Team Meat's Tommy Refenes talks exclusively about the making of his bloodily ambitious platform sequel, Super Meat Boy Forever. We meet the maker of Mable and the Woods, the action-fantasy with a unique pacifist twist, and chart the traumatic fall - and dramatic rise - of Introversion, the studio behind Prison Architect.
Scottish developer Joe Richardson gives us an inside look at the making of The Procession To Calvary - a Pythonesque point-and-click adventure created by splicing together dozens of Renaissance paintings. Meanwhile, indie duo Polygon Treehouse tell us what is was like to go from triple-A studio to their first outing, the gorgeous looking action-adventure, Röki, and we chat to the developers evolving the oft-overlooked escape room genre.
The developers behind the likes of Tearaway and LittleBigPlanet tell us about their new indie project, Knights And Bikes - a nostalgic adventure set in 1980s Cornwall. Broken Sword and Beneath a Steel Sky creator Charles Cecil gives us the story of how he survived the slings and arrows of the eighties games industry, and we uncover the creative benefits - and finest products - of game jams.
Broken Bear’s Craig Harrison tells us about the murky goings on in his Breaking Bad-meets-Minecraft crime RPG, Family Man. We meet the developers bringing out the human angle in their video games, and take a look at the current state of physical and digital game preservation, including the obscure Street Fighter entries sadly lost to history.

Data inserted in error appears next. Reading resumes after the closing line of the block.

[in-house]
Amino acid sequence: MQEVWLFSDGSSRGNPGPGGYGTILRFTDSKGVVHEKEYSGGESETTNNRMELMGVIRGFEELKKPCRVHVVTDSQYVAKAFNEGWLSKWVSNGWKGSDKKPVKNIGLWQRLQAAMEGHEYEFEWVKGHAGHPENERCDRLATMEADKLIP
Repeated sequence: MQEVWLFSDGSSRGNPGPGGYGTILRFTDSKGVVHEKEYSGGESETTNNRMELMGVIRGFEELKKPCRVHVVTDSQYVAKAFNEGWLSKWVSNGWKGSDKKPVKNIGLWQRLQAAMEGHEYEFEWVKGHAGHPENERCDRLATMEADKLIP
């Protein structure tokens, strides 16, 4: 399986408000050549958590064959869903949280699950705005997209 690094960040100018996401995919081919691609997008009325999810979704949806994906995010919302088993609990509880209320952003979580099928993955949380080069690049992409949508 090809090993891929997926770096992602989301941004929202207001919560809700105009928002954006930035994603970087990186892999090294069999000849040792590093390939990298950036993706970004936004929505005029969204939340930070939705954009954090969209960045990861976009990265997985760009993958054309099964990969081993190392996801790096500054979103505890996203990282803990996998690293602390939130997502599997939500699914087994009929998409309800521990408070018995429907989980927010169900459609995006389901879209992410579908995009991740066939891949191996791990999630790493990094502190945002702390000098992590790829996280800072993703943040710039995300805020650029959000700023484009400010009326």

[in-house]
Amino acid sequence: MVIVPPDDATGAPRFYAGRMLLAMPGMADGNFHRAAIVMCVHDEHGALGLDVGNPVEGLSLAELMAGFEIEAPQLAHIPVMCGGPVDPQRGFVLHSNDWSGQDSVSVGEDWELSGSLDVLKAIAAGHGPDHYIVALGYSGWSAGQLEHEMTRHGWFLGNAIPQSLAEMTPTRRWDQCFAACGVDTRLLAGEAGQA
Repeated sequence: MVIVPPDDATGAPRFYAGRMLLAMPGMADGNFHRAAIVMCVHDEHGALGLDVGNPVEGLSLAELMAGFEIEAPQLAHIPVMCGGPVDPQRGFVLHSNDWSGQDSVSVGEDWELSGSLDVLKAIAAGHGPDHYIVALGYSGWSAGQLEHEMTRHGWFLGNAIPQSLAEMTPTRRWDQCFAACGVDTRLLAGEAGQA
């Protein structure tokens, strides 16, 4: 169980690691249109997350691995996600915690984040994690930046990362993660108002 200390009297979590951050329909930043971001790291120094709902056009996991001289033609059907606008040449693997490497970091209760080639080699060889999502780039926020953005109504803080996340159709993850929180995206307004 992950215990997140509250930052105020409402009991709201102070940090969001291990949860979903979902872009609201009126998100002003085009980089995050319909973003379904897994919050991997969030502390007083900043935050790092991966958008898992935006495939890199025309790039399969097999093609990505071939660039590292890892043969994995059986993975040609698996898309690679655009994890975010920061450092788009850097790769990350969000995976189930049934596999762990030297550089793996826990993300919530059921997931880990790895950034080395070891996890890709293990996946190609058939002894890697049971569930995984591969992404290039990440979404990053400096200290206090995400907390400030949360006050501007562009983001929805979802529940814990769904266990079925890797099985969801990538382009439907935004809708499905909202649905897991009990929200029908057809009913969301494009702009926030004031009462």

Developer Kong Orange talk to us exclusively about their one-of-a-kind puzzle adventure game, Felix The Reaper: a romantic comedy about a dancing spectre of death. We meet the developers intent on pushing the detective game genre into unique new arenas, and find out what it really takes to sit in a room and make a game all on your own.
We take a closer look at No Straight Roads, a unique mix of action and music, and meet its producers at Malaysian studio, Metronomik. Then there's PICO-8, the adorably tiny virtual console - we show you what it is, how to get started on it, and how to push its limits.
Designer Don Bellenger talks to us about Black Future '88, a synth punk collision of Contra, roguelike and dystopian nightmare. We find out why ruins, devastated cities and broken architecture are such a familiar sight in games, and uncover the cunning, sometimes eccentric ways games were distributed back in the 1980s.
Inkle, the developers of the acclaimed 80 Days, tell us more about Heaven's Vault, an ingenious adventure about translating an alien language. We find out how today's indie developers are changing the face of video game boss battles, and catch up with the Oliver Twins to talk Dizzy, Codemasters and their new venture, Game Dragons.
We uncover Lost Words, the beguiling puzzle adventure from Sketchbook Games and a narrative team including Rhianna Pratchett. We take a closer look at this world of words and wonder, as well as bringing you the latest on the likes of Hamsterdam – yep, there are some hamsters – and going hands-on with Rage 2. Elsewhere there’s a look at the bountiful world of Zelda-alikes, an in-depth guide on creating a third-person character in Unity, and a profile of that oh-so-Rare of studios, Ultimate Play the Game.